Tag Info

New answers tagged

6

That is a list comprehension. Spread out a bit, it would look something like: h_data = [] for e in cube_edges: if cube_signs[e[0]] != cube_signs[e[1]]: h_data.append(estimate_hermite(f, df, o+cube_verts[e[0]], o+cube_verts[e[1]]))


-1

What you present in your question is a context-free (CF) grammar, omitting details about terminal (which symbols are in the generated text) and non-terminals (which symbols are used only to be rewritten (expanded), and the initial symbol (which non-terminal you start with). BNF (Backus-Naur Form) is a specific syntax (syntactic style) for presenting CF ...


2

Apart from some formatting issues (-> doesn't exist in formal BNF), your rule is correct. Written in proper BNF syntax and using quotes around literals, it would be C ::= C '&&' E | E The left-recursion indeed creates a parse tree for a left-associative operator.


1

You have some excellent answers above but given that, in a comment, you answered the question "Why do you want to create a programming language of your own in the first place? " with "It would be for learning purpose mainly," I'm going to answer from a different angle. It makes sense to write a converter that takes the source code and converts it to C or ...


15

Tranlating to C code is a very well established habit. The original C with classes (and the early C++ implementations, then called Cfront) did that successfully. Several implementations of Lisp or Scheme are doing that, e.g. Chicken Scheme, Scheme48, Bigloo. Some people translated Prolog to C. And so did some versions of Mozart (and there have been attempts ...


3

It makes sense when the time to generate full machine code outweighs the inconvenience of having an intermediate step of compiling your "IL" into machine code using a C compiler. Typically domain-specific languages are written in this way, a very high level system is used to define or describe a process that is then compiled into an executable or dll. The ...


-5

It depends on what Operating System you are using if you are using Windows there is a Microsoft IL (Intermediate Language) Which converts your code into intermediate language so that it takes no time to get compiled into machine code. Or If you are using Linux there is a separate compiler for that Coming back to your question is when you when designing your ...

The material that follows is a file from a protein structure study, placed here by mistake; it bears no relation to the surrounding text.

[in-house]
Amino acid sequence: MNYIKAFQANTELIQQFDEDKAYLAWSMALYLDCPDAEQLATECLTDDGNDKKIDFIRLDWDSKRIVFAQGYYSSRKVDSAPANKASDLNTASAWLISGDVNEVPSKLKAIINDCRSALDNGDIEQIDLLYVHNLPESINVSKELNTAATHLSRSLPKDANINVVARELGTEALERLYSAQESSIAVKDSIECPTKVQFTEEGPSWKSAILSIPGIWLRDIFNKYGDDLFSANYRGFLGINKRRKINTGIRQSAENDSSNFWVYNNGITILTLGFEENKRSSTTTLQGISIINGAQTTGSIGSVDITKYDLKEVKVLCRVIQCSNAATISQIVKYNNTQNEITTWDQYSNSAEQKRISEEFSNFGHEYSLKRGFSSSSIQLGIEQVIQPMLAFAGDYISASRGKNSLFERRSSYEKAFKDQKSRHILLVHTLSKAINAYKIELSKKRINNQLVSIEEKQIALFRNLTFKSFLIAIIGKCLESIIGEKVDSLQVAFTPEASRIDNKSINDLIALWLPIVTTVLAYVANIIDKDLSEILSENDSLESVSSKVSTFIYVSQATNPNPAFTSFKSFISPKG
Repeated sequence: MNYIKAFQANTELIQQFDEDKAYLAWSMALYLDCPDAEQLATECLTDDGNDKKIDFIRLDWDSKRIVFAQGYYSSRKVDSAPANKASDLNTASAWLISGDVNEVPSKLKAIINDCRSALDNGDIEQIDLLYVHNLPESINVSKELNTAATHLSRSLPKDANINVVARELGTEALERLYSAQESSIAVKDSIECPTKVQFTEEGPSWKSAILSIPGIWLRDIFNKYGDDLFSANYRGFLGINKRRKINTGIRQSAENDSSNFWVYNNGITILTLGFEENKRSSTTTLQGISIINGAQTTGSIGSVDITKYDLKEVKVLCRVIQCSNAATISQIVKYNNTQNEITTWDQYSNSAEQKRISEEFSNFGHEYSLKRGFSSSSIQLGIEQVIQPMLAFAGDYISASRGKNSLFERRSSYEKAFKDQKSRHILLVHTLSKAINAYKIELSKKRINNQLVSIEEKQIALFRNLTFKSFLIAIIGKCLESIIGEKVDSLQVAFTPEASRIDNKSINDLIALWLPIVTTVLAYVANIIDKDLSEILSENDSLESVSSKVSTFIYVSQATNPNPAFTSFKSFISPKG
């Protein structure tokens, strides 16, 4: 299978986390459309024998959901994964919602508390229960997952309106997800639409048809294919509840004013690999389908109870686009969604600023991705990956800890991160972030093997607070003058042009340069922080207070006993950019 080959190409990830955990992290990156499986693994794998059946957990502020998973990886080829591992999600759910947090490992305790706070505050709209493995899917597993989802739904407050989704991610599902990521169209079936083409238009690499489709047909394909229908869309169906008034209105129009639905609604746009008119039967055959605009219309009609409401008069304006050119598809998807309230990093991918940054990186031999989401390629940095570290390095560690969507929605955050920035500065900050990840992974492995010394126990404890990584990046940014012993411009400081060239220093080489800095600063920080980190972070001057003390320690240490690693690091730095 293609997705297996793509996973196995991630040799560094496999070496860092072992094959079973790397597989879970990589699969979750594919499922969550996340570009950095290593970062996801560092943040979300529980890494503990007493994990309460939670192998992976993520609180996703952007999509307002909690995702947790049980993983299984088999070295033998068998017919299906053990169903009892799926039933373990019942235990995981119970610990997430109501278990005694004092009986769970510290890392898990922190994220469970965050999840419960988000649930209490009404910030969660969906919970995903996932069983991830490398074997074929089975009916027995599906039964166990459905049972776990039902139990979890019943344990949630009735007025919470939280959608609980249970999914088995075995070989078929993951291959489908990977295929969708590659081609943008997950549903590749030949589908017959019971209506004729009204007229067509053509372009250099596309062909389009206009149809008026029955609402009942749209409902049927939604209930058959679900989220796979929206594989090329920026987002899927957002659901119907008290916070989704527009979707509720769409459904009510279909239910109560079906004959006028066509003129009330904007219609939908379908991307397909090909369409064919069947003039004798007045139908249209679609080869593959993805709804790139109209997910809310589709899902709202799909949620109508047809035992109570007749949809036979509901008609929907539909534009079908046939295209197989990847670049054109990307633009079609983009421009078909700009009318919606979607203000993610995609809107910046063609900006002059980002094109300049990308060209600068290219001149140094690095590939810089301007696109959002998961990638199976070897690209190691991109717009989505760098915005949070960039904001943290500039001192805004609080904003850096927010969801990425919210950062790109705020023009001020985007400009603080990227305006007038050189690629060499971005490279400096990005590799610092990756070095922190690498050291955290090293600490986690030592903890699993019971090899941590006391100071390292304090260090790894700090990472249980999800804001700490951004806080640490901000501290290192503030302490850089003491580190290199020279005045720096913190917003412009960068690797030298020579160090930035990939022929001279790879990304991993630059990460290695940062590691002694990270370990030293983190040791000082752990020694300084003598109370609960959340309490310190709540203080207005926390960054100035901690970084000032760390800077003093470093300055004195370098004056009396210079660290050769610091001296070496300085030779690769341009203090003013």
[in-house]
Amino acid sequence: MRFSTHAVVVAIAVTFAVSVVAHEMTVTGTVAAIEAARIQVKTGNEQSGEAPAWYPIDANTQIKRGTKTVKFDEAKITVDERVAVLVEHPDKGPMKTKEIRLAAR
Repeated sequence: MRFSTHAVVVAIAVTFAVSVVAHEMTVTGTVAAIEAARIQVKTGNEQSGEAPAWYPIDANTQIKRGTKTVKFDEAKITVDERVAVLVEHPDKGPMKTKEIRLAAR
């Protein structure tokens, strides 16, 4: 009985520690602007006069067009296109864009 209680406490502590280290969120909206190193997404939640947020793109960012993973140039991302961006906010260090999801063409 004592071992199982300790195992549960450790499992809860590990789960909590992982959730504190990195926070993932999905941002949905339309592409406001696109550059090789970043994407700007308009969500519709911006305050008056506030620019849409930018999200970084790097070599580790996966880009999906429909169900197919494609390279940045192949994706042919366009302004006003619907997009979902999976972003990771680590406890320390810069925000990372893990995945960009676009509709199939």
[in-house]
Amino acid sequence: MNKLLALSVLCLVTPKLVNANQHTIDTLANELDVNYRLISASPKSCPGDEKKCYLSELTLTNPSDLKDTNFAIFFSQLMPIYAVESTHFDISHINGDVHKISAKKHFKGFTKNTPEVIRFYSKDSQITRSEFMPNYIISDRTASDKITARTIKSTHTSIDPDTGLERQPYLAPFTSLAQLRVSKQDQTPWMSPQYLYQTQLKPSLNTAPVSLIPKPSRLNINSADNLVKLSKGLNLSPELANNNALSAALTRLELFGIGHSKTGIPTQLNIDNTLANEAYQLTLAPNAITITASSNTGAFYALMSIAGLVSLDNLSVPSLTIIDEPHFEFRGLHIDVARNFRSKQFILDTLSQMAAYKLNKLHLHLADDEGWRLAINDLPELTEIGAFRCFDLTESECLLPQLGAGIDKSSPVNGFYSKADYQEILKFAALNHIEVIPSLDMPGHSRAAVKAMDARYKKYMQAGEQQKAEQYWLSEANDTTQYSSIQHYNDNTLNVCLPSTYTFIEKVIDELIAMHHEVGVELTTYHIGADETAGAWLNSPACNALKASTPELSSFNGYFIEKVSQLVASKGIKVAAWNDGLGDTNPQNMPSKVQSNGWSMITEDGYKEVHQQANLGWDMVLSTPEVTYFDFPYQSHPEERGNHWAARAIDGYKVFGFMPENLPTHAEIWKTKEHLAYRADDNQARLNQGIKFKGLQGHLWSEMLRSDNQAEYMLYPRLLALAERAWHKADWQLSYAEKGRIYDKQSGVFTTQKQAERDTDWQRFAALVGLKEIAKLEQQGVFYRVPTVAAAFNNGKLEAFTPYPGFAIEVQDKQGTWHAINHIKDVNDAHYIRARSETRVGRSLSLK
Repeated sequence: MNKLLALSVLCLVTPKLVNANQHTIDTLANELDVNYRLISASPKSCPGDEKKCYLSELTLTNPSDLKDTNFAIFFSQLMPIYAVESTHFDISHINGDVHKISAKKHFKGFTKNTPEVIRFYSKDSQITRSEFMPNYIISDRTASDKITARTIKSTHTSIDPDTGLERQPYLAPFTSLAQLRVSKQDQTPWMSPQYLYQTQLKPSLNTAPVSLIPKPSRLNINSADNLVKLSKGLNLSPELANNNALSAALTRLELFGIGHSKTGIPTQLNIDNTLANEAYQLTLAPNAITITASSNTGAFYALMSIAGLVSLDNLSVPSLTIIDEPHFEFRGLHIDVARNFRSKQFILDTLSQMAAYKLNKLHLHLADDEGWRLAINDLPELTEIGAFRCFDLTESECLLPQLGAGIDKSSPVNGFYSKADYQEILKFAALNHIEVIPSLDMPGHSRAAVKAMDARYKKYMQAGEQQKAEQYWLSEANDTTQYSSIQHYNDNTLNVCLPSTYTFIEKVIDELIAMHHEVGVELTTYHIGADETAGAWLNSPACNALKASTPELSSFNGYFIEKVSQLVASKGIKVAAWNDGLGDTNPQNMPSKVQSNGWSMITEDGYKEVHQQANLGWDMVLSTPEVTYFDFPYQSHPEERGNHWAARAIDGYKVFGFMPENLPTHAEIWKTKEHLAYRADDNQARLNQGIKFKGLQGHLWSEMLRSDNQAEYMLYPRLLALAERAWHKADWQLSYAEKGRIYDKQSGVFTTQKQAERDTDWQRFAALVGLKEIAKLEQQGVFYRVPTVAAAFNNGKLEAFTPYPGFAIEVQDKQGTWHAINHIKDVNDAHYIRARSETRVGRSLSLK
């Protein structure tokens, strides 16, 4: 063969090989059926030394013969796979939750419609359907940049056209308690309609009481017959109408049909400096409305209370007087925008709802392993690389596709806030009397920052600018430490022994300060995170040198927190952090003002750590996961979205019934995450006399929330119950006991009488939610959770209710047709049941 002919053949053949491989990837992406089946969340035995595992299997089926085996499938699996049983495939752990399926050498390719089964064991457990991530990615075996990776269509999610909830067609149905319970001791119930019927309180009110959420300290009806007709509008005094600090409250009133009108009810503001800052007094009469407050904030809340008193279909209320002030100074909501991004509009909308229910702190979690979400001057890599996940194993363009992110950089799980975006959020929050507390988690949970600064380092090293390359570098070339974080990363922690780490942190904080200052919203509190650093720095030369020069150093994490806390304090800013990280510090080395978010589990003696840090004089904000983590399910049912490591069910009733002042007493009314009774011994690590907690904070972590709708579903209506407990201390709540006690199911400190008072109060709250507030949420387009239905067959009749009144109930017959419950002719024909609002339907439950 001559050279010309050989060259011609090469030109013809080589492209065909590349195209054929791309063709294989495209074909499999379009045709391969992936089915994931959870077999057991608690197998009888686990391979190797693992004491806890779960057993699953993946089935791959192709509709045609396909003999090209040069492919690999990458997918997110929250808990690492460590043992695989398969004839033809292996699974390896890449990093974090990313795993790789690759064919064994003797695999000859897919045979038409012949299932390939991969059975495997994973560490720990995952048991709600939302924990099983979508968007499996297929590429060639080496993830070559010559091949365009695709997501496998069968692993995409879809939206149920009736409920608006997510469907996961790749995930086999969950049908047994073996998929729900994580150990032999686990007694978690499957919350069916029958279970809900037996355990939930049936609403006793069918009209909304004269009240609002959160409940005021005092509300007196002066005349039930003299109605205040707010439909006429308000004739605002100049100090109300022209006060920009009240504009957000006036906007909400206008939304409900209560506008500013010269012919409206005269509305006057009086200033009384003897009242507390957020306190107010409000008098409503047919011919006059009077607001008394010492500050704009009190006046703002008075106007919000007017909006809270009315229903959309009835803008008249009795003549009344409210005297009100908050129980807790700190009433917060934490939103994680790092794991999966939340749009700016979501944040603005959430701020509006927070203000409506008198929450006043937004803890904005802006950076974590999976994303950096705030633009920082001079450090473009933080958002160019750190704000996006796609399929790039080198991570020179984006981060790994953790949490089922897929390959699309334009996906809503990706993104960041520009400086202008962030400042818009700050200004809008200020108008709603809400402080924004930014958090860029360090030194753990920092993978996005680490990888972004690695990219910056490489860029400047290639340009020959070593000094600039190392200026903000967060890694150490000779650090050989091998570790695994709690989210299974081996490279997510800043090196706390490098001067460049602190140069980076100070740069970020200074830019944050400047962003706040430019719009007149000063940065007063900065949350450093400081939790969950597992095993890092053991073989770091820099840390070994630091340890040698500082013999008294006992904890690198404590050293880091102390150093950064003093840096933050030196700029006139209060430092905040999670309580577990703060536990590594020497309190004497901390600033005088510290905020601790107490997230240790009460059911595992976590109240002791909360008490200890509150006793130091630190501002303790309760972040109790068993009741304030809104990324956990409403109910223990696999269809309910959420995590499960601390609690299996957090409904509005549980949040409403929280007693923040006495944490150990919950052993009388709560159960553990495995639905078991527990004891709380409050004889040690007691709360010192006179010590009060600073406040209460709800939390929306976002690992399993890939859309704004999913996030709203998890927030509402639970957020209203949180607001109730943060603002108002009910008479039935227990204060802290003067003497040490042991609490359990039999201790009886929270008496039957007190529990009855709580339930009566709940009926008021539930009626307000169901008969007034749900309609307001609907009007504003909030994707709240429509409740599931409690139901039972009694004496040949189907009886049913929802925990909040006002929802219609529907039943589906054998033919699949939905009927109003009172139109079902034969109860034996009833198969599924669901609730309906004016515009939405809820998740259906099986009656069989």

1

For some languages functions are not values. In such a language to say that val f = << i : int ... >> ; is a function definition, whereas val a = 1 ; declares a constant, is confusing because you are using one syntax to mean two things. Other languages, such as ML, Haskell, and Scheme treat functions as 1st class values, but provide the ...


2

Well, the reason might be, that those languages are not functional enough, so to say. In other words, you rather seldomly define functions. Thus, the use of an extra key word is acceptable. In languages of the ML or Miranda heritage, OTOH, you define functions most of the time. Look at some Haskell code, for instance. It's literally mostly a sequence of ...


10

You might be interested to learn that, way back in prehistoric times, a language called ALGOL 68 used a syntax close to what you propose. Recognising that function identifiers are bound to values just like other identifiers are, you could in that language declare a function (constant) using the syntax function-type name = (parameter-list) result-type : ...